Single steering oars put on the stern can be found in a number of tomb models of the time during the Middle Kingdom when tomb reliefs suggests them employed in Nile navigation. The first literary reference appears in the works of the Greek historian Herodotus, who had spent several months in Egypt: "They make one rudder, this is thrust through the keel" meaning the crotch at the end of the keel. In Iran, oars mounted on the side of ships for steering are documented from the 3rd millennium BCE in artwork, wooden models, remnants of actual boats. Roman navigation used sexillie quarter steering oars that went in the Mediterranean through a long period of constant refinement and improvement, so that by Roman times ancient vessels reached extraordinary sizes; the strength of the steering oar lay in its combination of effectiveness and simpleness. Roman quarter steering oar mounting systems survived intact through the medieval period. By the first half of the 1st century AD, steering gear mounted on the stern were quite common in Roman river and harbour craft as proved from reliefs and archaeological finds.
A tomb plaque of Hadrianic age shows a harbour tug boat in Ostia with a long stern-mounted oar for better leverage. The boat featured a spritsail, adding to the mobility of the harbour vessel. Further attested Roman uses of stern-mounted steering oars includes barges under tow, transport ships for wine casks, diverse other ship types; the well-known Zwammerdam find, a large river barge at the mouth of the Rhine, featured a large steering gear mounted on the stern. According to new research, the advanced Nemi ships, the palace barges of emperor Caligula, may have featured 14 m long rudders; the world's oldest known depiction of a sternpost-mounted rudder can be seen on a pottery model of a Chinese junk dating from the 1st century AD during the Han Dynasty, predating their appearance in the West by a thousand years. In China, miniature models of ships t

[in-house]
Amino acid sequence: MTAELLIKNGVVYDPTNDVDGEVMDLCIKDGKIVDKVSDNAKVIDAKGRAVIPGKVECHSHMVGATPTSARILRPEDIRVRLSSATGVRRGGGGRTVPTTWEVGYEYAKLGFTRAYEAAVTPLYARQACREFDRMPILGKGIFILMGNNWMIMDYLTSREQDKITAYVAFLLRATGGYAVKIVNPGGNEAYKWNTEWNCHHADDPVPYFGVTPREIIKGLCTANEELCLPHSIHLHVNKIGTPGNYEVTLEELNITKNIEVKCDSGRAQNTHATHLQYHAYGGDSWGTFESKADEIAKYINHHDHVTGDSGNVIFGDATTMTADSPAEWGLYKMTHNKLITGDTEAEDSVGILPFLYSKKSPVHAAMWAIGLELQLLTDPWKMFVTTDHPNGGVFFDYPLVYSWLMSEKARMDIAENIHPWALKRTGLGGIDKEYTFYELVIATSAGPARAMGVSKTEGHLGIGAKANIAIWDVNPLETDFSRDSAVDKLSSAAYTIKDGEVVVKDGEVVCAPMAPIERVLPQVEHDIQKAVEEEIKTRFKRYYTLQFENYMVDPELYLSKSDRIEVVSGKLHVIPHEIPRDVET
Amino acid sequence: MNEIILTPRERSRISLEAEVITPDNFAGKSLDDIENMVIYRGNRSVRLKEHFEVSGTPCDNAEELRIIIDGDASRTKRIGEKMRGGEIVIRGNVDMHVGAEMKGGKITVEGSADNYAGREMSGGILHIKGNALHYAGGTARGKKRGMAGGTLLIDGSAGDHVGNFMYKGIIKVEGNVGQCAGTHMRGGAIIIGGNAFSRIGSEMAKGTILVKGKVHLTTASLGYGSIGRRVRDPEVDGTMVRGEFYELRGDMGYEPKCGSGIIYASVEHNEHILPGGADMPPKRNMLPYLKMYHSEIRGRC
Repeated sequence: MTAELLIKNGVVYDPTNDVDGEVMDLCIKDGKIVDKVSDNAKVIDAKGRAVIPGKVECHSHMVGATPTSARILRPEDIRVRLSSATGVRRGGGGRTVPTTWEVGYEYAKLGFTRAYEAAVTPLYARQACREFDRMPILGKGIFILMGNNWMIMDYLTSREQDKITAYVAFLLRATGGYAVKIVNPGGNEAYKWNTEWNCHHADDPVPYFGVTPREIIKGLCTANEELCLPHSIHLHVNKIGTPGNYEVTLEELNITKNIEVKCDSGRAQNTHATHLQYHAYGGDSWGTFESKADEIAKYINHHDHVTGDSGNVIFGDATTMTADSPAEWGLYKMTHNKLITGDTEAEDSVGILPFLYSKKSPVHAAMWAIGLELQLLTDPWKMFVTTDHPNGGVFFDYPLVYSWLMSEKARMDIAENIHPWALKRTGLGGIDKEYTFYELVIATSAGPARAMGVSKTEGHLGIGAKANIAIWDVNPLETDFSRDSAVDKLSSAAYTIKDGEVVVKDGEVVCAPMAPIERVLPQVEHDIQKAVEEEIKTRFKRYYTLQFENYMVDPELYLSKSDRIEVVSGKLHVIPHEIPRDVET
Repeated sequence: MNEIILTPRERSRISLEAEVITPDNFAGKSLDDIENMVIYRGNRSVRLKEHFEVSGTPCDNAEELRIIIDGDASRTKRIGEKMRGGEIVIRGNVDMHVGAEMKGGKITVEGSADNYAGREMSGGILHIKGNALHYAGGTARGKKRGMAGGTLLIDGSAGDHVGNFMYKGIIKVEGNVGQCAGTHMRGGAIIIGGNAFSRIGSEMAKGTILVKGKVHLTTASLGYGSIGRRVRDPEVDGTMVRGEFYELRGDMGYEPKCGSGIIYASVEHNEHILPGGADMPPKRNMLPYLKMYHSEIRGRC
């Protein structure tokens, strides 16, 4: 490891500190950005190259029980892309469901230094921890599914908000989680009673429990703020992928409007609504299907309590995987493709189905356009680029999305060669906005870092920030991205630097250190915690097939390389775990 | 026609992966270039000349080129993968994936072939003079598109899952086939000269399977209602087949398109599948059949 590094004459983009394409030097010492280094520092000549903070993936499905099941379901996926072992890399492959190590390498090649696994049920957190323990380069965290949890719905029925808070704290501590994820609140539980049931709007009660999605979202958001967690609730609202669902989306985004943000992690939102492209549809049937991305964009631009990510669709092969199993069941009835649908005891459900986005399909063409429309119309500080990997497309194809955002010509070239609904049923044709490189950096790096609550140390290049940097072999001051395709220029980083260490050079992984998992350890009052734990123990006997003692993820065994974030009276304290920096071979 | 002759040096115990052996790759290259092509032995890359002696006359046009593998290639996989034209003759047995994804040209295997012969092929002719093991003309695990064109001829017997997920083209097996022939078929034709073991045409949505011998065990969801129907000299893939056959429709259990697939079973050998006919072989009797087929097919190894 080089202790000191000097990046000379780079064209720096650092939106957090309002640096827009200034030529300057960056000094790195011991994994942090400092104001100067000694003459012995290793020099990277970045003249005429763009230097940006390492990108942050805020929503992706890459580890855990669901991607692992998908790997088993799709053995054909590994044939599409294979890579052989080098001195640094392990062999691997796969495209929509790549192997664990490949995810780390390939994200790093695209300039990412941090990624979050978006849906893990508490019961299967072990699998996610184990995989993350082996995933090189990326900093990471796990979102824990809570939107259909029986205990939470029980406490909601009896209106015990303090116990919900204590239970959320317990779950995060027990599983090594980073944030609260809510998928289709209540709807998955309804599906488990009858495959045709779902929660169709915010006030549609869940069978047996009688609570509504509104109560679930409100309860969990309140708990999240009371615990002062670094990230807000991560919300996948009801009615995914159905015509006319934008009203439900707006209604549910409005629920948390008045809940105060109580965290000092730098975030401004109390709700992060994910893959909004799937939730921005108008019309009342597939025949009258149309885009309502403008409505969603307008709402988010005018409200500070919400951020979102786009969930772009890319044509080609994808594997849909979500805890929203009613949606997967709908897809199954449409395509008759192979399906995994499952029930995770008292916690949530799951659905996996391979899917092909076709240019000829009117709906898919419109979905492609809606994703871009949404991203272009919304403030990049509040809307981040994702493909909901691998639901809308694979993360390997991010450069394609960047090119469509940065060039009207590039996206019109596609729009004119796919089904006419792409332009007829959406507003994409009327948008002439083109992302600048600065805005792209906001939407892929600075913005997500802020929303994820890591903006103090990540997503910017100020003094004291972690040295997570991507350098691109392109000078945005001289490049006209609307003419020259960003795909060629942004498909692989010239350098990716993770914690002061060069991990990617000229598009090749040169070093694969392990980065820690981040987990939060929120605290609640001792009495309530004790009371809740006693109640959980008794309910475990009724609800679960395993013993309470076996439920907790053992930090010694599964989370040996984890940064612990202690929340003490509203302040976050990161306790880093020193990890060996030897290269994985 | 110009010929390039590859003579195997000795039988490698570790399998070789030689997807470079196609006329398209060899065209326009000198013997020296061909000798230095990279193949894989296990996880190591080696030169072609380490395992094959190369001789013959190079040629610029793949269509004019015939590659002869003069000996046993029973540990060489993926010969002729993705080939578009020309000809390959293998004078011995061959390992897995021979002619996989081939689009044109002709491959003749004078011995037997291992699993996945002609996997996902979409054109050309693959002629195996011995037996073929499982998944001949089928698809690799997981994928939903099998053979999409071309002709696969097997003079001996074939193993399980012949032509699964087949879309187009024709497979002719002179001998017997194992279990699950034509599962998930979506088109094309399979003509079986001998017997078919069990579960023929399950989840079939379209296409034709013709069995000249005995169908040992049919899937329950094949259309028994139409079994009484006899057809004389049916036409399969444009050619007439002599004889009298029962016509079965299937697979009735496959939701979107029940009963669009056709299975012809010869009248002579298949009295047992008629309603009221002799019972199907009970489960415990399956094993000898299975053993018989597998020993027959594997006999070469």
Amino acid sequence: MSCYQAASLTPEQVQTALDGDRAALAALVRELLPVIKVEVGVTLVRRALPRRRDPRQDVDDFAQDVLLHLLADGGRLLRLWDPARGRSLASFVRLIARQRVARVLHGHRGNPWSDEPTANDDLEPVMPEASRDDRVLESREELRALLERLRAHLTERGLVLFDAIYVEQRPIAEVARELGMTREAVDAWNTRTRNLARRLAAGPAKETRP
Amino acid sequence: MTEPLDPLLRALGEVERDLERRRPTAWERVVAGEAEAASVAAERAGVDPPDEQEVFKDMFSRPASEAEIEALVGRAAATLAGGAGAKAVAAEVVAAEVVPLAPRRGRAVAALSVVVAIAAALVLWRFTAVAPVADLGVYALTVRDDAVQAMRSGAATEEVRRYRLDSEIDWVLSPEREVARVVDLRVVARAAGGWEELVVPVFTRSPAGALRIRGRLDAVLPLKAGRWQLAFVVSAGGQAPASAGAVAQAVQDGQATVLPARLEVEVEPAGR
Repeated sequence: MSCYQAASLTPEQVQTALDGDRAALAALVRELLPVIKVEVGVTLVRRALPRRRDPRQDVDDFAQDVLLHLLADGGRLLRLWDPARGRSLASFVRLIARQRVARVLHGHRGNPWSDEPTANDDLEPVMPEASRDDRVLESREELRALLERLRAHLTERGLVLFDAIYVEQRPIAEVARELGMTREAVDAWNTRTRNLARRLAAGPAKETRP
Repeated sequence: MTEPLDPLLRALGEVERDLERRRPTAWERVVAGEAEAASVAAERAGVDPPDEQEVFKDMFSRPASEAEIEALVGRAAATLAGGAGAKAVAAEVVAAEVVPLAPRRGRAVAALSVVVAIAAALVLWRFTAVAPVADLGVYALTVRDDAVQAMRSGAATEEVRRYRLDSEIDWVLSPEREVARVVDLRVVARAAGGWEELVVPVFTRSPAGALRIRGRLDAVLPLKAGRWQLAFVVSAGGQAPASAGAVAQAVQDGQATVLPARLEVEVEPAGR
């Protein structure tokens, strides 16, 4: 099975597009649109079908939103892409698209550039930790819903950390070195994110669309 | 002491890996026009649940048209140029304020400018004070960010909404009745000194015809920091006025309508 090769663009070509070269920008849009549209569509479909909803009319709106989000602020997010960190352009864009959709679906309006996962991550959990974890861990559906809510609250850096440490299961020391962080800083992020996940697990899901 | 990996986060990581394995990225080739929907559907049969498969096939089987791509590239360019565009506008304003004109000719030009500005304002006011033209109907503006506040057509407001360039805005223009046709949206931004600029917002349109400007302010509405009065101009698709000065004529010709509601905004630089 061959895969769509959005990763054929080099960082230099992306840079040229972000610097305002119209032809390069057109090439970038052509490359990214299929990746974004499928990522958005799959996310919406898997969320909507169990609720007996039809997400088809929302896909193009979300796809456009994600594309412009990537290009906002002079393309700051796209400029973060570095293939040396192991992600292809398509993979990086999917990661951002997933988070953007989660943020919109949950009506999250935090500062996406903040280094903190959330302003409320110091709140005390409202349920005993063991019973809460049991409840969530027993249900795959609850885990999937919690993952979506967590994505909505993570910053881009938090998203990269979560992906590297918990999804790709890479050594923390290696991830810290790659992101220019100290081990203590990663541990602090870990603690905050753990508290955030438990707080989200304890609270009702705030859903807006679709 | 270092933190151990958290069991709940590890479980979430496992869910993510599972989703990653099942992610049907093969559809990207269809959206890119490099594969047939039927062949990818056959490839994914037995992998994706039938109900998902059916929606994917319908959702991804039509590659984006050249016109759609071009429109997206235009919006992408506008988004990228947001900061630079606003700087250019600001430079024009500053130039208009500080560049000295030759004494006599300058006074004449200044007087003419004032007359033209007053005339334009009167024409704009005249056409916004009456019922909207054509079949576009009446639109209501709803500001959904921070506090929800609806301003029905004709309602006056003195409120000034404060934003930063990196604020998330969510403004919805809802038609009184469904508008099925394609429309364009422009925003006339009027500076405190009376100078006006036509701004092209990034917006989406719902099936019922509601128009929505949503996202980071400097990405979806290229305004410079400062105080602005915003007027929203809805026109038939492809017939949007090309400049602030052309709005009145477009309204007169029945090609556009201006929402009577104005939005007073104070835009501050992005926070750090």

Gilesgate is a place in County Durham, England. It is situated east of the centre of Durham, it is a ward of Durham, England with a total population taken at the 2011 census was 8,074. Gilesgate was the main street in a settlement associated with the Hospital of St Giles, sited by the existing St Giles Church; the street was divided in the 1960s by the construction of the A690 and the demolition of a number of houses and shops at the foot of Gilesgate Bank to construct a roundabout. East of Gilesgate itself was Gilesgate Moor. During the 19th century, housing extended along the Sherburn and Sunderland Roads and the colliery village of New Durham was built within the parish. Additional housing was constructed along the Sherburn Road in the 1930s, including the Sherburn Road Estate, built to house residents from the slums of Framwelgate. Following the Second World War, a further council housing estate was constructed north of the Sunderland Road with the streets taking the names of war leaders and local recipients of the Victoria Cross.